Agencies with the biggest budgets are the least transparent when it comes to explaining their results to the public, according to a study released April 3.
The Mercatus Center at George Mason University, a government watchdog, has analyzed the annual performance and accountability reports issued by 24 major federal agencies for the last eight years. The group rates whether the reports are easy to find and read, communicate the benefits of agency work and help drive management changes.
Nearly 90 percent of federal funds in 2006 were spent by agencies with unsatisfactory performance reports, according to Mercatus. The four lowest-ranking agencies alone — the Office of Personnel Management and the Housing and Urban Development, Homeland Security, and Health and Human Services departments — accounted for almost $800 billion in federal spending in 2006.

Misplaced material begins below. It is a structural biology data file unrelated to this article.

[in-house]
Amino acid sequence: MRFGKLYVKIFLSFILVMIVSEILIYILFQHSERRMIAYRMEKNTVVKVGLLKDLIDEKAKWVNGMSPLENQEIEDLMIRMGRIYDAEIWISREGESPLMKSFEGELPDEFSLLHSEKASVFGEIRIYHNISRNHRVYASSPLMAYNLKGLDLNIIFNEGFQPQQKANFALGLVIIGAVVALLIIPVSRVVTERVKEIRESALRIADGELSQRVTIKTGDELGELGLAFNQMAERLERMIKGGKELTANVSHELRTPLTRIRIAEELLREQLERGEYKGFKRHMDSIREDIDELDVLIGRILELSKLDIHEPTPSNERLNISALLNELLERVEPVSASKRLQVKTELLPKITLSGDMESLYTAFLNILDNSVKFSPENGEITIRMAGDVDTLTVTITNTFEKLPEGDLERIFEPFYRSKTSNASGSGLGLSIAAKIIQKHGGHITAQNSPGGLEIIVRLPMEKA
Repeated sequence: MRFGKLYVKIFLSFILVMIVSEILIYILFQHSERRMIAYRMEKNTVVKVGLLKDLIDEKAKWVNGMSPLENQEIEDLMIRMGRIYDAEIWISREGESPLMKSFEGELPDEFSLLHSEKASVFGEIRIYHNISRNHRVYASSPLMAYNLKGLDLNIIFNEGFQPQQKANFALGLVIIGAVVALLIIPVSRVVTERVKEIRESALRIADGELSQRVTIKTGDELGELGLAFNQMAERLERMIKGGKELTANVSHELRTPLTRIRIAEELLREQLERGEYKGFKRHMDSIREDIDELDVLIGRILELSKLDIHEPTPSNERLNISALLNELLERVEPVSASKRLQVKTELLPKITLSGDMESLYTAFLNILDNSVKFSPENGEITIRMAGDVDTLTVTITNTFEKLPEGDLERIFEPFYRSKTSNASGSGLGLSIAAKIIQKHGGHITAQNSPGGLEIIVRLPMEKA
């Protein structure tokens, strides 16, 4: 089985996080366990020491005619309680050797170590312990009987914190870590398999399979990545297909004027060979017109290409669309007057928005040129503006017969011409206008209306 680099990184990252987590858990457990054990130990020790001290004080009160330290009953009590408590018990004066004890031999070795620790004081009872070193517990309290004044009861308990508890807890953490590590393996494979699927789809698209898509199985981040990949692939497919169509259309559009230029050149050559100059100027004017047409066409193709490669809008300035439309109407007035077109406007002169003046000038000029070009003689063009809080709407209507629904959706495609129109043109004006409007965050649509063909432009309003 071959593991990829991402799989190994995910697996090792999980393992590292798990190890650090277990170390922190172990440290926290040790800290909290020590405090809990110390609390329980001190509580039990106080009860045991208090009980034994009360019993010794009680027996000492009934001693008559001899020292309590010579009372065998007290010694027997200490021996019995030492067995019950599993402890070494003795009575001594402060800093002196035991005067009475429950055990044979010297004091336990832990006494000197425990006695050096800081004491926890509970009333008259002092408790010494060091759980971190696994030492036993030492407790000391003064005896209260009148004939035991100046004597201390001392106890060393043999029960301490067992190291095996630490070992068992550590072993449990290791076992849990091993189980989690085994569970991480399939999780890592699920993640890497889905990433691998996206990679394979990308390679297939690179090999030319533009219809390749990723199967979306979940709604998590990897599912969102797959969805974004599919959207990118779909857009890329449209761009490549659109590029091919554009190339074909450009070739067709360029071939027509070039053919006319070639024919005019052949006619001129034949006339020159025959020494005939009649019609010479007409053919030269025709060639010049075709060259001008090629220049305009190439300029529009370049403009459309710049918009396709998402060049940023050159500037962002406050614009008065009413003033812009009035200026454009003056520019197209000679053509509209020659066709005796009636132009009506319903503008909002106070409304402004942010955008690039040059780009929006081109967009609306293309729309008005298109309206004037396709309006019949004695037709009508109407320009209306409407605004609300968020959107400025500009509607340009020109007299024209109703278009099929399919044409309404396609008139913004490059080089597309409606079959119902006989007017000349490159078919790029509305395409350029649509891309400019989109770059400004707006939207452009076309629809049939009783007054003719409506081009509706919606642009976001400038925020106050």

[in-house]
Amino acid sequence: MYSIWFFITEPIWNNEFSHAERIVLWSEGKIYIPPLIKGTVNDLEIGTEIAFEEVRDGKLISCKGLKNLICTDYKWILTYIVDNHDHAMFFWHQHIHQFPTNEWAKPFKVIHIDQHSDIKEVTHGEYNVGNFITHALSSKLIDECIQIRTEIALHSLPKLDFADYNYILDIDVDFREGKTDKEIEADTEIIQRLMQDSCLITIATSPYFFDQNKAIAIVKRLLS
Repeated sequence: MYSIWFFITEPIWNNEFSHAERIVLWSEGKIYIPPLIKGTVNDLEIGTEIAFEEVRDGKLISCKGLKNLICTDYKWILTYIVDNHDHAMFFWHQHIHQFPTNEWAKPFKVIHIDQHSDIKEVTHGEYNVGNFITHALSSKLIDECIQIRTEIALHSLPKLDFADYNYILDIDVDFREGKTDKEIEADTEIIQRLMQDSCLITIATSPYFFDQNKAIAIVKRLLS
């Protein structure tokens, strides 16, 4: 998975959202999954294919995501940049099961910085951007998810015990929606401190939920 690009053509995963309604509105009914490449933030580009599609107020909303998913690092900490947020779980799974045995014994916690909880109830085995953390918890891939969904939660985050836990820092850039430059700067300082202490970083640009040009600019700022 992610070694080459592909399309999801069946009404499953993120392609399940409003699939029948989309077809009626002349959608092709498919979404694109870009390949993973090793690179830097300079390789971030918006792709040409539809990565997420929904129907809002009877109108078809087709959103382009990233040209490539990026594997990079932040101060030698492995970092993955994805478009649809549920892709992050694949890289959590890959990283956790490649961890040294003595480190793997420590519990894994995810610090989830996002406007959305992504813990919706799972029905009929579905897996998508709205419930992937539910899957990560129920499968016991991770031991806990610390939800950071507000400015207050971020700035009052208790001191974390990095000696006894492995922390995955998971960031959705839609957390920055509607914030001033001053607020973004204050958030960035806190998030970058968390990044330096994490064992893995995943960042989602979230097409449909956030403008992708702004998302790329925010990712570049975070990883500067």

That’s a problem since trust and transparency are essential in a democracy, said Comptroller General David Walker at a press conference announcing the results.
According to the ratings, agencies had the most trouble with linking results to costs, explaining why they failed to achieve major goals and resolving major management challenges.
- Mollie Ziegler, FederalTimes.com